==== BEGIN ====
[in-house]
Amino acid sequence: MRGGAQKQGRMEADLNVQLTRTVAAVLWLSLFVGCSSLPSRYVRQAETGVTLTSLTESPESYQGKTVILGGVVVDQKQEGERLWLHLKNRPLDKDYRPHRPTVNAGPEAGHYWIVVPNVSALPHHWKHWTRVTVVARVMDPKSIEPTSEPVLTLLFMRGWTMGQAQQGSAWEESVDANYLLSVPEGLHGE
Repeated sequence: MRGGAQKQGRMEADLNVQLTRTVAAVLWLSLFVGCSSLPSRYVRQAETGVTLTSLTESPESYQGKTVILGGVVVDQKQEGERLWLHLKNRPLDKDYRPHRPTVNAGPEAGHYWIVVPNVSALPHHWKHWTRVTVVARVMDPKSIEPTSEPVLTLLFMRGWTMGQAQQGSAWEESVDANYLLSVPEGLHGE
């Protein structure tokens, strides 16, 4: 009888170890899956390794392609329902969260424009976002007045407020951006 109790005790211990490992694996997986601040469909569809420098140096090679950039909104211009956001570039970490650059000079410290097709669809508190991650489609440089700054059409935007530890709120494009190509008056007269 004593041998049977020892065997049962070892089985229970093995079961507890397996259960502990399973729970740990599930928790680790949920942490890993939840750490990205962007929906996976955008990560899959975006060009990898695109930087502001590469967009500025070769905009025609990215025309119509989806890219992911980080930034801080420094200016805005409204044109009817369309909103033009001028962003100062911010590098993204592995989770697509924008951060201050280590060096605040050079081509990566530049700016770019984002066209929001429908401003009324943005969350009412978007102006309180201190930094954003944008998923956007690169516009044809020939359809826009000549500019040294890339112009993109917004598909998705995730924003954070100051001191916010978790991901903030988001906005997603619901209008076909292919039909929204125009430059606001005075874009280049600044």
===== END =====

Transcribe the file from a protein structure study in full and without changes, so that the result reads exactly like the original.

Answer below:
[in-house]
Amino acid sequence: MRGGAQKQGRMEADLNVQLTRTVAAVLWLSLFVGCSSLPSRYVRQAETGVTLTSLTESPESYQGKTVILGGVVVDQKQEGERLWLHLKNRPLDKDYRPHRPTVNAGPEAGHYWIVVPNVSALPHHWKHWTRVTVVARVMDPKSIEPTSEPVLTLLFMRGWTMGQAQQGSAWEESVDANYLLSVPEGLHGE
Repeated sequence: MRGGAQKQGRMEADLNVQLTRTVAAVLWLSLFVGCSSLPSRYVRQAETGVTLTSLTESPESYQGKTVILGGVVVDQKQEGERLWLHLKNRPLDKDYRPHRPTVNAGPEAGHYWIVVPNVSALPHHWKHWTRVTVVARVMDPKSIEPTSEPVLTLLFMRGWTMGQAQQGSAWEESVDANYLLSVPEGLHGE
């Protein structure tokens, strides 16, 4: 009888170890899956390794392609329902969260424009976002007045407020951006 109790005790211990490992694996997986601040469909569809420098140096090679950039909104211009956001570039970490650059000079410290097709669809508190991650489609440089700054059409935007530890709120494009190509008056007269 004593041998049977020892065997049962070892089985229970093995079961507890397996259960502990399973729970740990599930928790680790949920942490890993939840750490990205962007929906996976955008990560899959975006060009990898695109930087502001590469967009500025070769905009025609990215025309119509989806890219992911980080930034801080420094200016805005409204044109009817369309909103033009001028962003100062911010590098993204592995989770697509924008951060201050280590060096605040050079081509990566530049700016770019984002066209929001429908401003009324943005969350009412978007102006309180201190930094954003944008998923956007690169516009044809020939359809826009000549500019040294890339112009993109917004598909998705995730924003954070100051001191916010978790991901903030988001906005997603619901209008076909292919039909929204125009430059606001005075874009280049600044």